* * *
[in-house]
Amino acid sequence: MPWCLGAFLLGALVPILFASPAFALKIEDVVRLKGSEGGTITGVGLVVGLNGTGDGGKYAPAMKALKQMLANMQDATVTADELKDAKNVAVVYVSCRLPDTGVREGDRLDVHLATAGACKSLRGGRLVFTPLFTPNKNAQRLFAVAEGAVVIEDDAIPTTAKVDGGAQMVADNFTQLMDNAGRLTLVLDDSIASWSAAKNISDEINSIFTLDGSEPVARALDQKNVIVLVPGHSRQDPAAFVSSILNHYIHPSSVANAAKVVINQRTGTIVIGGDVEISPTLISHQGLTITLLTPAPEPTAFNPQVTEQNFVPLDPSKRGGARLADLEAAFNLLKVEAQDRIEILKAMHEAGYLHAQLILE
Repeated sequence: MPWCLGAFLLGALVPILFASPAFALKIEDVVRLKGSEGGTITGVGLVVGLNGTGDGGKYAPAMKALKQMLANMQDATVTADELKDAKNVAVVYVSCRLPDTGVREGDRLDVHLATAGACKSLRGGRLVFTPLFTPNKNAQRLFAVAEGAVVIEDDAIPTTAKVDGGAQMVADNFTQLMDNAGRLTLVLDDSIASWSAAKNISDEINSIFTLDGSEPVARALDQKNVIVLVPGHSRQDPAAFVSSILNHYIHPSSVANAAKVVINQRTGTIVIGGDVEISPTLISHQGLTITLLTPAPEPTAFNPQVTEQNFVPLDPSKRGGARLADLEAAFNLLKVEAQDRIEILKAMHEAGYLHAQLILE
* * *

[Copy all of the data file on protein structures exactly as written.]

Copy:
[in-house]
Amino acid sequence: MPWCLGAFLLGALVPILFASPAFALKIEDVVRLKGSEGGTITGVGLVVGLNGTGDGGKYAPAMKALKQMLANMQDATVTADELKDAKNVAVVYVSCRLPDTGVREGDRLDVHLATAGACKSLRGGRLVFTPLFTPNKNAQRLFAVAEGAVVIEDDAIPTTAKVDGGAQMVADNFTQLMDNAGRLTLVLDDSIASWSAAKNISDEINSIFTLDGSEPVARALDQKNVIVLVPGHSRQDPAAFVSSILNHYIHPSSVANAAKVVINQRTGTIVIGGDVEISPTLISHQGLTITLLTPAPEPTAFNPQVTEQNFVPLDPSKRGGARLADLEAAFNLLKVEAQDRIEILKAMHEAGYLHAQLILE
Repeated sequence: MPWCLGAFLLGALVPILFASPAFALKIEDVVRLKGSEGGTITGVGLVVGLNGTGDGGKYAPAMKALKQMLANMQDATVTADELKDAKNVAVVYVSCRLPDTGVREGDRLDVHLATAGACKSLRGGRLVFTPLFTPNKNAQRLFAVAEGAVVIEDDAIPTTAKVDGGAQMVADNFTQLMDNAGRLTLVLDDSIASWSAAKNISDEINSIFTLDGSEPVARALDQKNVIVLVPGHSRQDPAAFVSSILNHYIHPSSVANAAKVVINQRTGTIVIGGDVEISPTLISHQGLTITLLTPAPEPTAFNPQVTEQNFVPLDPSKRGGARLADLEAAFNLLKVEAQDRIEILKAMHEAGYLHAQLILE